The Department of Health and Human Services (HHS) is not making a distinct enough effort to clarify HIPAA security regulations for mHealth app use and development, according to a letter from members of Congress.
In November 2014, HHS committed to release clearer HIPAA guidelines with regard to mHealth apps. A bipartisan coalition led by Congressman Tom Marino and Congressman Peter DeFazio say that the department has yet to follow through on that commitment.
“The sluggish pace of work since has been very disappointing,” the signatories wrote. “At this stage, a detailed plan with concrete deadlines is required.”
Specifically, HHS’s 2014 commitment included:
- Provide up to date and clear information about what is expected of technology companies for compliance with HIPAA Rules, and identify the implementation standards that can help technology companies conform to the regulations.
- Provide more clarity on HIPAA obligations for companies and services that store data in the cloud.
- Engage regularly with technology companies to provide compliance assistance.
The lawmakers explained that HHS had clearly failed to accomplish the first two of the three commitments, and that they were unaware of any attempts to adhere to the third.
Marino, DeFazio, and the rest of the signatories explained that adhering to those commitments and creating explicit regulations for mHealth app use and development is vital in helping the healthcare industry move forward alongside technology.
mHealth apps hold potential to enhance healthcare, but with ambiguous security regulations most providers do not feel comfortable incorporating them into practice. Furthermore, the slow output of regulation is reportedly showing that HHS cannot keep up with the fast pace of technological innovation.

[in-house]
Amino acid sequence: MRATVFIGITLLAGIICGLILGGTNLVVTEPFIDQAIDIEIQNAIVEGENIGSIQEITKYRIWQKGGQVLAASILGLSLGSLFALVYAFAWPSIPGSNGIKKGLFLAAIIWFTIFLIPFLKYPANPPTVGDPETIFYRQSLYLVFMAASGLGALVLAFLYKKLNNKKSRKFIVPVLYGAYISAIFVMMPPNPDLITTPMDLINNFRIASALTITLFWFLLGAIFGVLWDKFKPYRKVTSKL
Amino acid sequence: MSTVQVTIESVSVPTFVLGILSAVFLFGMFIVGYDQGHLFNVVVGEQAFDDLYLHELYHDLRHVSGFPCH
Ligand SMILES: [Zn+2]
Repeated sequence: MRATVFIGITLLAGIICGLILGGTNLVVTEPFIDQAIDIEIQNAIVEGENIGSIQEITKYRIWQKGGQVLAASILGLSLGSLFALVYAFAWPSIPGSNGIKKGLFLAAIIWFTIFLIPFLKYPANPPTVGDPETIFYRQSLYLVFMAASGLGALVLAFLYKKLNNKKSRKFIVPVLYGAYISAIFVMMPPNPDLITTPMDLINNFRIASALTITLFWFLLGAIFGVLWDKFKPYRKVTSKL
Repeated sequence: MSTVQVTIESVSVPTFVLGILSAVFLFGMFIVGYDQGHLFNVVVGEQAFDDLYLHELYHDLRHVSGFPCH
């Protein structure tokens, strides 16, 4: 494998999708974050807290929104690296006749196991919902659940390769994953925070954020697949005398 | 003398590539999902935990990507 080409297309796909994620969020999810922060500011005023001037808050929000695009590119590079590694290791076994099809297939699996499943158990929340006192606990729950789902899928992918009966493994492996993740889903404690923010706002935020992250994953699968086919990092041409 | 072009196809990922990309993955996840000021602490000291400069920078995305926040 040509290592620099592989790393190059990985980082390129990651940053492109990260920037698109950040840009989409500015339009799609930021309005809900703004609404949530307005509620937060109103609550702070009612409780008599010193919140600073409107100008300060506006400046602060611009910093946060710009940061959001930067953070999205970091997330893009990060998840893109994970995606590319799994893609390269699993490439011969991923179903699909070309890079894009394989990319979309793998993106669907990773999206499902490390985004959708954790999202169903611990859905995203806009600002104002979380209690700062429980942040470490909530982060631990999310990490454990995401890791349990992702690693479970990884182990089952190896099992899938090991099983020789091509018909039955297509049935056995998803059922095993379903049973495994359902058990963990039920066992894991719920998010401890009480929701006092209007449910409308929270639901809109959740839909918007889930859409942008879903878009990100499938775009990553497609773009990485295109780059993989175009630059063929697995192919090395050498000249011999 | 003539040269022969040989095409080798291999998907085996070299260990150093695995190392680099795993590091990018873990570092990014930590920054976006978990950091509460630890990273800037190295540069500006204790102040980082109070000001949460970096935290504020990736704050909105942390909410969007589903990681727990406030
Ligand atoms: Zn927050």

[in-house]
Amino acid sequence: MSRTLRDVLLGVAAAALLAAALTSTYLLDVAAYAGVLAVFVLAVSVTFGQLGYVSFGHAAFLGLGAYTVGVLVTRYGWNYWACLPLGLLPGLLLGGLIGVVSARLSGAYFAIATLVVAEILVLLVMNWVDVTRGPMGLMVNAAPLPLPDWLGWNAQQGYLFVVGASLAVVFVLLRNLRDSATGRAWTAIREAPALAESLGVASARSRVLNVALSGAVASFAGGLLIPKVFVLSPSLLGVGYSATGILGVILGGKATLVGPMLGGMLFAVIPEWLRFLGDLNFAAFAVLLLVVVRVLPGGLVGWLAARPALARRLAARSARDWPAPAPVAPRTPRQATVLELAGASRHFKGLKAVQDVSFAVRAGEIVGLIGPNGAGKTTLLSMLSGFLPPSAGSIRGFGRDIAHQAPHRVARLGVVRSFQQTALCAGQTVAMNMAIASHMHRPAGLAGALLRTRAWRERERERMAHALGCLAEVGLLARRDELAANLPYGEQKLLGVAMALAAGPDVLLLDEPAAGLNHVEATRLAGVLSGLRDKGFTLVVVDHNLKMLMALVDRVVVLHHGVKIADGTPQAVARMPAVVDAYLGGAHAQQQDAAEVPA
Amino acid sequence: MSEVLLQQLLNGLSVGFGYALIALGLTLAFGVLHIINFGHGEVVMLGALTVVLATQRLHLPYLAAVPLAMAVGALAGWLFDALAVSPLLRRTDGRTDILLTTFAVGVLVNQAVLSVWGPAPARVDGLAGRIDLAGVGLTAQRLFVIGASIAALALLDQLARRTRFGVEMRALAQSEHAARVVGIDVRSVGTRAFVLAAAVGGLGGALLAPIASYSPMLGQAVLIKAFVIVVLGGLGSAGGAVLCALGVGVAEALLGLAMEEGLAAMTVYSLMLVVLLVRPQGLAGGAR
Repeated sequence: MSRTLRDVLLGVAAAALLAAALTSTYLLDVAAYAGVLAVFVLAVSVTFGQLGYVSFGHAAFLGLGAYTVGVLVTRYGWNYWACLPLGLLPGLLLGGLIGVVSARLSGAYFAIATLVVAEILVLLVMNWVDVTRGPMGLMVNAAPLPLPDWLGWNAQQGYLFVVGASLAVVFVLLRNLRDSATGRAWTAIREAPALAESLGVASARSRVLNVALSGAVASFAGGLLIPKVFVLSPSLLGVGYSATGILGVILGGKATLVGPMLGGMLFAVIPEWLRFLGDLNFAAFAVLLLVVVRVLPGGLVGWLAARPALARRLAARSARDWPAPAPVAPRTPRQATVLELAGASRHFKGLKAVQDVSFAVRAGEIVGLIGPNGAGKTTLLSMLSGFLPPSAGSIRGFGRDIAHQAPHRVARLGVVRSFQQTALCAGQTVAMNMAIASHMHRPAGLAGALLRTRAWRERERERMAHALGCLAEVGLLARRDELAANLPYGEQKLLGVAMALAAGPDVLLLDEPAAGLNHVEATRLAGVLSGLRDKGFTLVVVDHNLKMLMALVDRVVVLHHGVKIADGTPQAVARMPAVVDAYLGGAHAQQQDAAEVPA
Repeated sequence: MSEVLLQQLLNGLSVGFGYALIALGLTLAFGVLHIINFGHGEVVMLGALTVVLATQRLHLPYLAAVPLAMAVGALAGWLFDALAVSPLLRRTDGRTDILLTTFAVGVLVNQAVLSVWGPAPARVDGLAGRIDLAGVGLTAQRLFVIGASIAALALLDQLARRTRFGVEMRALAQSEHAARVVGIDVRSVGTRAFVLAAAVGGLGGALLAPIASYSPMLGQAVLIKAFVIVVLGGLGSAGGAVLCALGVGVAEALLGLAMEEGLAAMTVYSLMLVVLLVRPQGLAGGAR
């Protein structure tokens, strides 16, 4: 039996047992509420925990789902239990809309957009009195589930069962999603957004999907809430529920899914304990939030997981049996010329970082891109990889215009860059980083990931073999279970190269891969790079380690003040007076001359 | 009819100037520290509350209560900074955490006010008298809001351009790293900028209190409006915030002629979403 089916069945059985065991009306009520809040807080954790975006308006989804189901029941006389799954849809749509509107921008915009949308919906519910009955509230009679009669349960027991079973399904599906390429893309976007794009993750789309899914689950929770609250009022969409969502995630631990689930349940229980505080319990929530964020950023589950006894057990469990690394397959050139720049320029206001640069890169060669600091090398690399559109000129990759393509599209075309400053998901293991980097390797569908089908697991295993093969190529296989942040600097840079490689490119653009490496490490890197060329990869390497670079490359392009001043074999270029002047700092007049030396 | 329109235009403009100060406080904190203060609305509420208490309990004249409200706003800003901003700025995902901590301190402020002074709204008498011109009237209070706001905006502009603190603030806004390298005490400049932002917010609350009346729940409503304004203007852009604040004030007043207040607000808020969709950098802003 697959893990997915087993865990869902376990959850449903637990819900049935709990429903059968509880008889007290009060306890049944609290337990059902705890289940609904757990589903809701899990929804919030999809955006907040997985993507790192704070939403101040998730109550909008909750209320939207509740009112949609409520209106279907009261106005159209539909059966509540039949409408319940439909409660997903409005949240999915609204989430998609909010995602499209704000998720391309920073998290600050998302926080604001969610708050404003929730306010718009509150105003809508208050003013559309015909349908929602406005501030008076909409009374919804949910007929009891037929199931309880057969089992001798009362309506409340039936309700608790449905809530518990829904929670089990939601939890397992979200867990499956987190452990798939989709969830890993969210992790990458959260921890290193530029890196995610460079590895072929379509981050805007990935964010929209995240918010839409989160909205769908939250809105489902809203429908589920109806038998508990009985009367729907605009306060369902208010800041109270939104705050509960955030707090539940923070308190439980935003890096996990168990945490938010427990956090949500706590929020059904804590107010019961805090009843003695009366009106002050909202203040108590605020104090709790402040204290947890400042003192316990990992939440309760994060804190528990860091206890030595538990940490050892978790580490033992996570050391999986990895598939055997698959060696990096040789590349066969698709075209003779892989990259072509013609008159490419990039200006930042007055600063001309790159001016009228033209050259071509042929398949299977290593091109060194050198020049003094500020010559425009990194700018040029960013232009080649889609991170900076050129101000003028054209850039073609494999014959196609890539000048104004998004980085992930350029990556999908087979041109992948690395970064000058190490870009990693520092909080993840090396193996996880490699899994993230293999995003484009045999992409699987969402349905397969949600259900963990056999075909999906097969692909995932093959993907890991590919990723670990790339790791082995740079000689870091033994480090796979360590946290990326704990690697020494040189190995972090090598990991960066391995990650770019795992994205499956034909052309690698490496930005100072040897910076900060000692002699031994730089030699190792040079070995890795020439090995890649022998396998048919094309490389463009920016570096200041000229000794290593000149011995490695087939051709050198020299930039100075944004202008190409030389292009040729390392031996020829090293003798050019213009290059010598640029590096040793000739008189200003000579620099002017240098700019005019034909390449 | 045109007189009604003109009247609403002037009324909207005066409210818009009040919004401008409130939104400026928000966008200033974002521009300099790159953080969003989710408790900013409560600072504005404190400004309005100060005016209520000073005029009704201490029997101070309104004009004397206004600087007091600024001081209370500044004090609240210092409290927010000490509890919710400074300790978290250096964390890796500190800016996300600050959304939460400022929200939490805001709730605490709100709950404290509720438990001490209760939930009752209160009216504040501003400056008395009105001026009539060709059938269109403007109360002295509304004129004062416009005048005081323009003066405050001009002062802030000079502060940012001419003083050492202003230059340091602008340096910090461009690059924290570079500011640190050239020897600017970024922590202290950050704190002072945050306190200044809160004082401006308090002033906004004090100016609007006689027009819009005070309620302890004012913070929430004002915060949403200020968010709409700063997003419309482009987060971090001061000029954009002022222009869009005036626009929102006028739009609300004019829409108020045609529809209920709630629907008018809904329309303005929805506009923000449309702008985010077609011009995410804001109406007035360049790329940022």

“We have serious concerns about the consequences of HHS inaction,” the lawmakers wrote in the letter. “Advances in mobile health technology have the potential to dramatically improve patient outcomes and the accessibility of health care. This innovation is coming at a rapid pace, but your agency has done little to demonstrate it can manage the significance.”
“We have already seen incredible results from early investment in connected health innovation, and the slow pace of government should not stand in the way of patient access to the benefits of this life-changing technology,” they noted.
Last month, HHS, in partnership with the Office of Civil Rights, did release one document touching upon HIPAA relations for mHealth apps. In the document, the agency explained instances when developers are and are not bound to HIPAA compliance.
Generally speaking, developers are HIPAA covered entities when they are working as a business associate for a healthcare organization, an insurer, or a clearinghouse.
“So, most vendors or contractors (including subcontractors) that provide services to or perform functions for covered entities that involve access to PHI are business associates,” OCR said. “For example, a company that is given access to PHI by a covered entity to provide and manage a personal health record or patient portal offered by the covered entity to its patients or enrollees is a business associate.”
However, Congress explained that this one singular publication was not enough to meet their needs and the needs of the healthcare community. Specifically, the document only applied to specific mHealth developers, and “in some areas, this effort has led to more questions than answers.”
Going forward, the signatories ask HHS to attend a meeting of industry stakeholders including Congress, HHS representatives, and others to develop the called-for regulations and to create a system and set of expectations that work best for all parties.